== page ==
It wasn't until my osteopath stepped outside the bounds of my diagnosis and followed the diagnosis of rheumatoid arthritis given by my chiropractor, a diagnosis not supported by my medical tests, that I finally experienced some pain relief. Despite mostly negative tests, Dr. A. treated me according to the protocol for rheumatoid arthritis with prednisone and extremely strong narcotic meds (fentanyl patches, to be precise) that the pain finally began to be controlled. However, with my condition pre-existing and thus not covered by Samaritan, my patches cost us $950 per month, not including other medications and supplements. We quite often totalled medical bills of over $20,000 per year for several years in a row. Because of these medical bills, we've been on the brink of bankruptcy, but I am somewhat functional again now that my pain is mostly controlled. Dr. A. shifted my meds from the expensive fentanyl patches to inexpensive methadone a couple of years ago which work better and have fewer side effects.
But my doctor did what the HMO's would never do: he treated me according my symptoms rather than my test results, something that almost certainly would never be allowed by managed health care, much less government health care. We will almost certainly lose freedom when the government takes responsibility for America's health care because doctors will be bound even more than they are now by the HMO's. And that's a scary thought. If I hadn't left managed care behind, I would not be having quite the financial difficulties that we are currently experiencing, but I also wouldn't be walking, either.
Some people I read talk about how we will have more freedom with the addition of government health care -- how it will be just another option as it is in schools with private and home schools being options providing choice. However, according to sections of the health reform bill I have read, no new patients may join private practices by a certain year. So, governmental health care is not at all like school choice ... unless private and home schools are going to be prohibited from enrolling new students in a few years also.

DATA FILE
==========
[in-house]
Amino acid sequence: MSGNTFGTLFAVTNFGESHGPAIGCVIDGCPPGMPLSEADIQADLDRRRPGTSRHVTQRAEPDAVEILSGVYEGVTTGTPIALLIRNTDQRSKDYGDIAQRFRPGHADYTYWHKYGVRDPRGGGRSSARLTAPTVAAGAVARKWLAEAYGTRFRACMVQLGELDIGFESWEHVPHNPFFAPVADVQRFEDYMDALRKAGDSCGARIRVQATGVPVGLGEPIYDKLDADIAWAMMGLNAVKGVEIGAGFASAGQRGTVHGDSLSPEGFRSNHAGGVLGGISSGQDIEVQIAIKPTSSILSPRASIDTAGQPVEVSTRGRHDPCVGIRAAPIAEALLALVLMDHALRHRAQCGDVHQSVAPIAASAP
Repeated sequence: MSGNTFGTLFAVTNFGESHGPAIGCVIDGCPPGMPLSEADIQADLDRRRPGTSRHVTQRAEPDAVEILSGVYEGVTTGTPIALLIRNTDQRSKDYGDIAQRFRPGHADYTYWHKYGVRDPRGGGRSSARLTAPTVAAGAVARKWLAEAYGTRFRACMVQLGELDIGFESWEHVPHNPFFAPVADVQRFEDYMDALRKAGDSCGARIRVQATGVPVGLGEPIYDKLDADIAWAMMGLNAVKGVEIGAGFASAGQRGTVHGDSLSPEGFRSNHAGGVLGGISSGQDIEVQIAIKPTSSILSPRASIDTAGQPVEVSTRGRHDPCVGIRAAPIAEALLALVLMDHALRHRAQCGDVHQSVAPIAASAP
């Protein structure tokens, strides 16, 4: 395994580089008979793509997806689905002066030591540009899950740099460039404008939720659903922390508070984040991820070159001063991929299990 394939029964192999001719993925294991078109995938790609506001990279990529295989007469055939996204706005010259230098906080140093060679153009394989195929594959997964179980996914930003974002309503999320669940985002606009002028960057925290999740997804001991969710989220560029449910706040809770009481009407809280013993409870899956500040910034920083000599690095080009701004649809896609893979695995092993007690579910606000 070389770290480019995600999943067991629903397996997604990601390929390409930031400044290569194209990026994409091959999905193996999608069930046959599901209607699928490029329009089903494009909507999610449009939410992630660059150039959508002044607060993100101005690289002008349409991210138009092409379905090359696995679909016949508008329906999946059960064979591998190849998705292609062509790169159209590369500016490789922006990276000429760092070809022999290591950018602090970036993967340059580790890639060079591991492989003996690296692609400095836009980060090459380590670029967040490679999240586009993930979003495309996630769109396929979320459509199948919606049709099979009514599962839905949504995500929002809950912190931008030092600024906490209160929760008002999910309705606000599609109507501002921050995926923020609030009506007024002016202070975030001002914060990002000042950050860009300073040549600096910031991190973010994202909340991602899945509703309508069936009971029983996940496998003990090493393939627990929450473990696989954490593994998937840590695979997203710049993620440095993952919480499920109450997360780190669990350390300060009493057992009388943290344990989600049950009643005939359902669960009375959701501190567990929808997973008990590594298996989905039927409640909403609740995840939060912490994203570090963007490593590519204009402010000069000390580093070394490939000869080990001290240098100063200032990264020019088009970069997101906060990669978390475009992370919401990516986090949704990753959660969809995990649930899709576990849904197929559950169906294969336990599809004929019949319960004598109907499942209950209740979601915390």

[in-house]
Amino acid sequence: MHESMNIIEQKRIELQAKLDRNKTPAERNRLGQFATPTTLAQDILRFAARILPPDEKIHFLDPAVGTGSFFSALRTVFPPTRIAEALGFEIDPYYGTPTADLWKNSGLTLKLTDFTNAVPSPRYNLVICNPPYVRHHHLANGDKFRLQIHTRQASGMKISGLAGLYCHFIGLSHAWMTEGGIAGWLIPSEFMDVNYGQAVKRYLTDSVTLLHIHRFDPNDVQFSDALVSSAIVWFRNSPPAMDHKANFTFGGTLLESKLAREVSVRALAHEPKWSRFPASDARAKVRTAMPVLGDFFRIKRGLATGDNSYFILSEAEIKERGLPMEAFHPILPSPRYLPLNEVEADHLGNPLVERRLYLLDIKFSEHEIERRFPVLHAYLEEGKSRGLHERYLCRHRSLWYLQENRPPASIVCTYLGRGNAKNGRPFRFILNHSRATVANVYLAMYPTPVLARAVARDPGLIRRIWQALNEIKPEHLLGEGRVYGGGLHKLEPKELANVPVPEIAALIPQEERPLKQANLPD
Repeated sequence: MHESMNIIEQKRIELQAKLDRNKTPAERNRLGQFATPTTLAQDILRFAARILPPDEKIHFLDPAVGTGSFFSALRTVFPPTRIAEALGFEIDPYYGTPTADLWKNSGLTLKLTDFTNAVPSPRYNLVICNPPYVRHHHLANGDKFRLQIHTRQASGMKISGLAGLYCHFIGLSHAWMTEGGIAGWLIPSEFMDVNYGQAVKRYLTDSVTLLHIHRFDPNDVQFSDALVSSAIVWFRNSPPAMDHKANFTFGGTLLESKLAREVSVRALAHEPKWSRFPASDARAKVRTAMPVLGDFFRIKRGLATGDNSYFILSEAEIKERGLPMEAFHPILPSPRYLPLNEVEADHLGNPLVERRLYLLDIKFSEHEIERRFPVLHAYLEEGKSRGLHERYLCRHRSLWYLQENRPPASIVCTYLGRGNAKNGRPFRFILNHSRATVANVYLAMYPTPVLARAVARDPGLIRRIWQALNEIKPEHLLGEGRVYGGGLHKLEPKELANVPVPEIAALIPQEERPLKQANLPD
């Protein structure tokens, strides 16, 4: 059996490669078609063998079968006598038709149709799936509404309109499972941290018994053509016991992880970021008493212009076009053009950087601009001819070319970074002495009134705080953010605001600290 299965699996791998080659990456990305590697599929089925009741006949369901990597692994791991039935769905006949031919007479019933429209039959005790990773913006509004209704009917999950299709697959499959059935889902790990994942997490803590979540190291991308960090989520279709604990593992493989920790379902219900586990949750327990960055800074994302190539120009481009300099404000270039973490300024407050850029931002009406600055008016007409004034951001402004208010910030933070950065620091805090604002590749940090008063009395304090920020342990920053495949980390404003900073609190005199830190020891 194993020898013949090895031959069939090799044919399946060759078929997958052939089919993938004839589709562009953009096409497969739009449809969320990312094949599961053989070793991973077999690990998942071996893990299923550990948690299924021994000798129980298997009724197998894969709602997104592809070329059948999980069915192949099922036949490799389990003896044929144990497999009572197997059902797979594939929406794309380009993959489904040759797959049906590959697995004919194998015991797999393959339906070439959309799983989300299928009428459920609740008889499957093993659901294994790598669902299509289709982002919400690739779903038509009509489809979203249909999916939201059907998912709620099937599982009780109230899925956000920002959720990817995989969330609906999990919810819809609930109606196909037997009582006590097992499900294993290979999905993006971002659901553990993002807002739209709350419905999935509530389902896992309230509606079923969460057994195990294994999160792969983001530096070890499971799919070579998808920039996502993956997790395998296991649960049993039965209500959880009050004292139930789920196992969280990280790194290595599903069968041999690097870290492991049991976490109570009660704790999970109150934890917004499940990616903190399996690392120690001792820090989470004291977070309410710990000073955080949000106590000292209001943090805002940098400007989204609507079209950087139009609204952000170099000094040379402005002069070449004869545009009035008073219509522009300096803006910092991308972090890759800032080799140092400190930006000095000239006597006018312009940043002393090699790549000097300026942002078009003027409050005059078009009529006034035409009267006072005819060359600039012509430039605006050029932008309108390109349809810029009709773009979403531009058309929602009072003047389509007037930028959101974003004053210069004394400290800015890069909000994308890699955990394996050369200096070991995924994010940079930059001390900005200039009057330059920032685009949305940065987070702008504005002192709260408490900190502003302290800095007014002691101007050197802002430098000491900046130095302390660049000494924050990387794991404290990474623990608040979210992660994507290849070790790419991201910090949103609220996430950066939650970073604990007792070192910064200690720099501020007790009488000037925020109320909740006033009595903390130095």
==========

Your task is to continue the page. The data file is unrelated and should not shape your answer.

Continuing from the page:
I have seen many failures of the Kaiser Permanente system of managed care. In addition to our "scare" with Benjamin's birth, a frightening and life-threatening turn of events that would have been avoided by a simply ultrasound, my own grandmother's as well as Keith's mother's cancers were not caught early enough to ensure their survival despite complaints to their doctors of extremely suspicious symptoms for months if not years before their diagnoses. Kaiser also missed Elizabeth's diagnosis of kerataconus (an eye problem that prevents perfect vision) for five years despite seeing Kaiser's optomologists every six months during her childhood. One eye doctor thought there could be a problem and sent her to a specialist who found nothing, except that her eyes couldn't be corrected to 20/20. When we returned to our private eye doctor, she saw the problem, ran two diagnostic tests right there in her office, and had Elizabeth diagnosed and under treatment within 45 minutes, but much damage had already been done to her eyes by not having the condition caught at an early stage. She will most likely need a double corneal transplant when she's in her late twenties because of Kaiser's missed diagnosis.
If health reform is really to work, is really to help the uninsured, then provisions need to be made to help self-employed Americans obtain private health care premiums in an affordable range and to help small businesses provide health care for their employees -- perhaps both could be accomplished through tax breaks or some other means besides a complete takeover of the private health care system by our government.
Managed care itself doesn't work well. Doctors need the freedom to go outside of usual medical parameters at times so that patients can be treated like people and not like numbers. If these private companies cannot manage health care well, how can the government possibly do so? The $1,000 government toilet seats that made the news years ago could become $10,000 flu shots in a few years. Currently our government can't keep track of itself in the least. Do we really want to hand over our medical care system to them as well?